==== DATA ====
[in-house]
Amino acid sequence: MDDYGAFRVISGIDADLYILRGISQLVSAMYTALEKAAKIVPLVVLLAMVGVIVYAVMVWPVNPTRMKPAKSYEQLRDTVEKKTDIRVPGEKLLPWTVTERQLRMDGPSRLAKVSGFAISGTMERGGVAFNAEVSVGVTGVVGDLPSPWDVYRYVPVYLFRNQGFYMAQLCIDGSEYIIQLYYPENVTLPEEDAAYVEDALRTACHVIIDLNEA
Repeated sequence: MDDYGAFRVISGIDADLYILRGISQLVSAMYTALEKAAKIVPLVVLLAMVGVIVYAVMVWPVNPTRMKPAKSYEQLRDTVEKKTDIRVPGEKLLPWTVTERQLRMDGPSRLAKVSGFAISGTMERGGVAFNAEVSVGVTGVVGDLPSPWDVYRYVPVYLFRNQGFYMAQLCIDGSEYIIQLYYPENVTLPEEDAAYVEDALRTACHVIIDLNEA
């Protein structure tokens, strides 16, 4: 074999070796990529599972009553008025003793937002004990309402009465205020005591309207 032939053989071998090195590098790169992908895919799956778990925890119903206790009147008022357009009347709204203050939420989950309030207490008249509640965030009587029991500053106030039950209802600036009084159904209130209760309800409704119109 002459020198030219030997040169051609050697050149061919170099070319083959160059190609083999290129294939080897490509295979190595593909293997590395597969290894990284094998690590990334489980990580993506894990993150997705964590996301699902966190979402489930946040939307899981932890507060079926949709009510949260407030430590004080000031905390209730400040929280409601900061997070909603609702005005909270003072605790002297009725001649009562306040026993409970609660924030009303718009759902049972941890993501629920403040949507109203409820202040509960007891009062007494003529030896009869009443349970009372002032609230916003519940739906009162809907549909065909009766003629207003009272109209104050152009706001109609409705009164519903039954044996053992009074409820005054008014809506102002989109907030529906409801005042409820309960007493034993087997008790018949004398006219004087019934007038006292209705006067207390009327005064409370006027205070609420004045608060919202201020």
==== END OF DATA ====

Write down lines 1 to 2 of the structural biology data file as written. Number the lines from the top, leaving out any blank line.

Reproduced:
[in-house]
Amino acid sequence: MDDYGAFRVISGIDADLYILRGISQLVSAMYTALEKAAKIVPLVVLLAMVGVIVYAVMVWPVNPTRMKPAKSYEQLRDTVEKKTDIRVPGEKLLPWTVTERQLRMDGPSRLAKVSGFAISGTMERGGVAFNAEVSVGVTGVVGDLPSPWDVYRYVPVYLFRNQGFYMAQLCIDGSEYIIQLYYPENVTLPEEDAAYVEDALRTACHVIIDLNEA